Leader Blues

Friday, July 11, 2008

TOP STORY > >Siblings finally meet after 50 years apart

Leader staff writer

Separated for 50 years and a continent away, Tommy Tompkins of Cabot met his German sister, Sonja Lefevre-Burgdorf, for the first time last September in Germany. She reciprocated with a visit to Cabot last weekend.

“Only God could have orchestrated this,” said Tompkins, an information technologist.

Born in 1957 in Ansbach, Ger-many, Tompkins was originally named Karl Heinz Probst by Anna Opitz, his birth mother.

Less than a week after his birth, Tompkins was adopted by Betty and the late Ed Tompkins of Jacksonville. Ed Tompkins was with the Army stationed in Germany with his family. They moved back to the United States when Tommy was nine months old.

Tompkins knew he was adopted and said he wondered if he had any brothers or sisters.

Burgdorf was 4 years old when Tompkins was born. She never saw Tommy, but said she knew her mom was going to the hospital to give birth. When her mother came home after her stay, Burgdorf was told he had gone to America.

“I knew there was a birth. I carried a doll and told everyone it was my little brother,” Burgdorf said.

When she was growing up, Burgdorf said she couldn’t talk a lot about her brother with her mother.

Burgdorf said her mother worked hard for little money at a farm across from an Army base in Ansbach. Burgdorf’s parents met when her mother was 20 and her father was 47. Burgdorf’s father, a Belgian, worked for the U.S. Army in shipping and logistics. Burgdorf said they were together for five years until she was born. He left and went to France.

Opitz was a single parent when she was caring for Burgdorf and gave birth to Tompkins, who was fathered by an American serviceman in the Army stationed in Ansbach. While Opitz was in her pregnancy, the serviceman requested a transfer to move to another base in Germany.

Burgdorf, who works as an administrator for the European Union parliament in Luxembourg, said she started in the 1990’s trying to find information about her younger brother. She went to a local parliament office in Ansbach where the address of
Tompkins’ adoptive parents was still on file. Since she was a sibling, she was given the information.

With the information, Burgdorf got in touch with a German woman living in Sante Fe, N.M., who helps individuals reconnect to their adoptive families.

In 2007, Burgdorf’s mother, Anna, was turning 80 and Burgdorf decided it was time to contact Tompkins. Burgdorf’s husband, Joachim, was searching the Tompkins name on the Internet and found a phone number for Tammy Tompkins of Doug Wilkinson Realty.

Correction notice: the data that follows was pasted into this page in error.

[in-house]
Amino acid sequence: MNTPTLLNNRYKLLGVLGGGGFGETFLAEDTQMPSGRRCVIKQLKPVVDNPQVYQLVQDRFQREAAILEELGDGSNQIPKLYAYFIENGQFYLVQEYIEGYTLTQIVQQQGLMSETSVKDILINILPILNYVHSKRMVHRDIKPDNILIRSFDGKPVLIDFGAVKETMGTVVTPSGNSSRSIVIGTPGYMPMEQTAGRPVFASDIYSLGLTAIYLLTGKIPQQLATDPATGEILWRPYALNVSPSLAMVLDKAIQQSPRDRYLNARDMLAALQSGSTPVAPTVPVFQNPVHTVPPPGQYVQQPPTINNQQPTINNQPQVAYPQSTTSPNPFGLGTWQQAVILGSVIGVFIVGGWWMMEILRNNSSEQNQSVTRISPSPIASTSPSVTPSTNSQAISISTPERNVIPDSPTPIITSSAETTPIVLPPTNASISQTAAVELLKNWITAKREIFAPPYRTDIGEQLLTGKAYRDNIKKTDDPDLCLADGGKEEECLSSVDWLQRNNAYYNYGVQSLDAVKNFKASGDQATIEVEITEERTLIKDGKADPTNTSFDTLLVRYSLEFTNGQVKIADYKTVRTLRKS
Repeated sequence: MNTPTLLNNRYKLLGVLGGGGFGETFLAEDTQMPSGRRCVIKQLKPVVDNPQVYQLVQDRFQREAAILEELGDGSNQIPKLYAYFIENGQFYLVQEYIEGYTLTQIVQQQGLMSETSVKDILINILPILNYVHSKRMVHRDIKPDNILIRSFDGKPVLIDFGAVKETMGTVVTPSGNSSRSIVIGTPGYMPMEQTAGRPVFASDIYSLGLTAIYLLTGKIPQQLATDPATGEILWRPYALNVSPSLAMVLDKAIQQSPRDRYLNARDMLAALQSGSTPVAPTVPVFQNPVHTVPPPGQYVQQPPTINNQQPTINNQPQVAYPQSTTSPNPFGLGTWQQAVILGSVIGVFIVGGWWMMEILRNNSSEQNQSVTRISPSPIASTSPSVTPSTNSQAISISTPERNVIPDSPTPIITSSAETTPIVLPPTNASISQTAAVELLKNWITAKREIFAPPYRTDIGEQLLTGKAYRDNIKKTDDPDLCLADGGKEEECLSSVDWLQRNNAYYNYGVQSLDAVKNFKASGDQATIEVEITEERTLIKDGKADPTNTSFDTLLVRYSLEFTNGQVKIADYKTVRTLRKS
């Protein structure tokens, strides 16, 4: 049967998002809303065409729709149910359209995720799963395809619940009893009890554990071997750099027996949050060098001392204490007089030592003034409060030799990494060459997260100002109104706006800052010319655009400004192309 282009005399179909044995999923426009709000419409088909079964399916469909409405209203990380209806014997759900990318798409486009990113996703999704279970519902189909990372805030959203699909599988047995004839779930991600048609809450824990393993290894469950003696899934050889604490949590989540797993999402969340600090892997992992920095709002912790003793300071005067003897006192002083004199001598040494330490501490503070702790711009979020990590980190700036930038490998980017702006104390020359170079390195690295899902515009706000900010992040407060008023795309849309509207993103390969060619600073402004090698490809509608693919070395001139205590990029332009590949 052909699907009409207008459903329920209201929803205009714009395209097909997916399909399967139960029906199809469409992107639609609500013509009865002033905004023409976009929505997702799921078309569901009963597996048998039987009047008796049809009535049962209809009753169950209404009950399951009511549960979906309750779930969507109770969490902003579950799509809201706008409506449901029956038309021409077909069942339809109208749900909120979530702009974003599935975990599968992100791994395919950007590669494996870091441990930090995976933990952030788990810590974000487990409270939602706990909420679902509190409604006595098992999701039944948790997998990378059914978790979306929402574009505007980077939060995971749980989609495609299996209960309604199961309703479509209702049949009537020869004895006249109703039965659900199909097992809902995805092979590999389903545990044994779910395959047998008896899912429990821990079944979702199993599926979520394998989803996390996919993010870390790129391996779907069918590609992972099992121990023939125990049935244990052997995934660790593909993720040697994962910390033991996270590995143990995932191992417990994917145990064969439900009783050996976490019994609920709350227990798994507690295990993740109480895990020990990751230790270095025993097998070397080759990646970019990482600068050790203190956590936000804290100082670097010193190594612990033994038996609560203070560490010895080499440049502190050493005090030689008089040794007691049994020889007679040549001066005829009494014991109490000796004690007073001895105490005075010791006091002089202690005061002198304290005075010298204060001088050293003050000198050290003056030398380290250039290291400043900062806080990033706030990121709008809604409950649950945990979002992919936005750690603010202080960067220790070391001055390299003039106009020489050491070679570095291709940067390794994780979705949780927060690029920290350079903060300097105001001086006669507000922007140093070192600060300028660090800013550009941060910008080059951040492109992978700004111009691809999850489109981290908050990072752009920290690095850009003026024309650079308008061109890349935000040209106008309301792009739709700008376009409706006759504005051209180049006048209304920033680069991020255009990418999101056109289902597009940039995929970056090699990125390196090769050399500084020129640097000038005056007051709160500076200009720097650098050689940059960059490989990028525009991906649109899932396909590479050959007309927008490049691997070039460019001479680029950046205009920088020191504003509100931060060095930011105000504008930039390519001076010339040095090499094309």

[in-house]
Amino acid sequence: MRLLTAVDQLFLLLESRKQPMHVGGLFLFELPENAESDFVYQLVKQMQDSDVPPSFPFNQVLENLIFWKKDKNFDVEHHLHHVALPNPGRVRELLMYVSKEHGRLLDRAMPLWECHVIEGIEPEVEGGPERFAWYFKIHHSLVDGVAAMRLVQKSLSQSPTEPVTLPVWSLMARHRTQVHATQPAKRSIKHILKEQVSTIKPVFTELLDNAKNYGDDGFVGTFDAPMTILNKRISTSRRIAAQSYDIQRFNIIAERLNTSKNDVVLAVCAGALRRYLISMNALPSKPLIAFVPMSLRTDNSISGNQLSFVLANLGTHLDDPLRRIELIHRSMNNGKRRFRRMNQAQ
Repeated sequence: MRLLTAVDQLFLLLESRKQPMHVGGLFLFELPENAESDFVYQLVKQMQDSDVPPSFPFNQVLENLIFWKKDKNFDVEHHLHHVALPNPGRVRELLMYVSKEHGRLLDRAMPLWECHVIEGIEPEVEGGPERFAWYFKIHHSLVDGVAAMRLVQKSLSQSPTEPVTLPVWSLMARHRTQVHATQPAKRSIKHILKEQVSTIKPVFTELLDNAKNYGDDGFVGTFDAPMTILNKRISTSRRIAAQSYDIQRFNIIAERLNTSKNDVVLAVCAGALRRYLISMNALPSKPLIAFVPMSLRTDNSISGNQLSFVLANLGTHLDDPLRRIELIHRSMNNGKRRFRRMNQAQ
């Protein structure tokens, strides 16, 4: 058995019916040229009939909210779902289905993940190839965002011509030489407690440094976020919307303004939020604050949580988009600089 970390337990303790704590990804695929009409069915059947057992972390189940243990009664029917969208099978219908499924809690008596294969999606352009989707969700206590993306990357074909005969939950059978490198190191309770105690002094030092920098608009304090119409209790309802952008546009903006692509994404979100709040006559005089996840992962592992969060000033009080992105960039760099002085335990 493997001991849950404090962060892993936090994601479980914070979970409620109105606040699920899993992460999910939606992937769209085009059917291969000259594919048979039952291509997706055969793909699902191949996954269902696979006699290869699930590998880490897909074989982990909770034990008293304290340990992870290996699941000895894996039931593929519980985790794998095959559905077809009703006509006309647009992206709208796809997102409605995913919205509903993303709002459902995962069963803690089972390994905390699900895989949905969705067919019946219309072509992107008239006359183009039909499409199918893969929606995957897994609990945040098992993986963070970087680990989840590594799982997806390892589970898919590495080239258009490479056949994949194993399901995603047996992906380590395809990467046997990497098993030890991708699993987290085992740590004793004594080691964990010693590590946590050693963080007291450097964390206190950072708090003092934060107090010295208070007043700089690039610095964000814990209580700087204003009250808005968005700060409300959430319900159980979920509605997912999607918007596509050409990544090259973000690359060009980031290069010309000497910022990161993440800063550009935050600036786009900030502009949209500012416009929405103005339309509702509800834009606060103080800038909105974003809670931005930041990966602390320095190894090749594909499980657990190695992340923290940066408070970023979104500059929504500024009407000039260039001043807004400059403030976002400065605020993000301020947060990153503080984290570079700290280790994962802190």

“I always dreamed to visit the town where I was born,” said Tommy Tompkins.

Last year, Jim and Marcia Dornblaser of Jacksonville were going to Germany with a group of four couples.

Of the scheduled places to visit were Cochem on the Mosel River, to see the Alps and the Black Forest, and to stop at Trier, the oldest city in Germany.

Earlier that same day, at her office at Doug Wilkinson Realty, Tammy Tompkins, Tommy’s wife, had received a call from Burgdorf to inquire if it would be appropriate to send a letter to Tommy. Burgdorf had written the letter beforehand and it arrived two weeks later.

“I was overwhelmed with her ability to communicate her feelings and thoughts. I knew then we had to meet,” said Tommy Tompkins.

Tompkins and Burgdorf soon started emailing and calling each other. Tompkins learned that Burgdorf and her husband lived in the village of Tawern, near the French border.

The group arrived in Frankfurt and the next day, they drove to Burgdorf’s house.

Burgdorf had posted welcome signs along the route to the village. “It was such an incredible feeling. It’s hard to describe. With our friends we had a great celebration for several hours,” said Tompkins.

Later the same day, Tompkins with his wife and Burgdorf went to visit their birth mother, Anna Opitz. at her apartment for seniors in Trier. Burgdorf said, “I wanted (Tommy) to meet her for herself and not for me.”

Opitz speaks only German. When she met Tommy, she said to him in English, “Don’t be mad at me.”

Since reuniting, Tompkins said his three children have been ecstatic after learning about having an Aunt Sonja.

“We talk every Saturday,” Tompkins said. “We’ve bridged the water and are consistent in our relation.”
This past week Burgdorf flew to the United States for her first time, visiting New York for a week before spending several days with Tompkins and his family.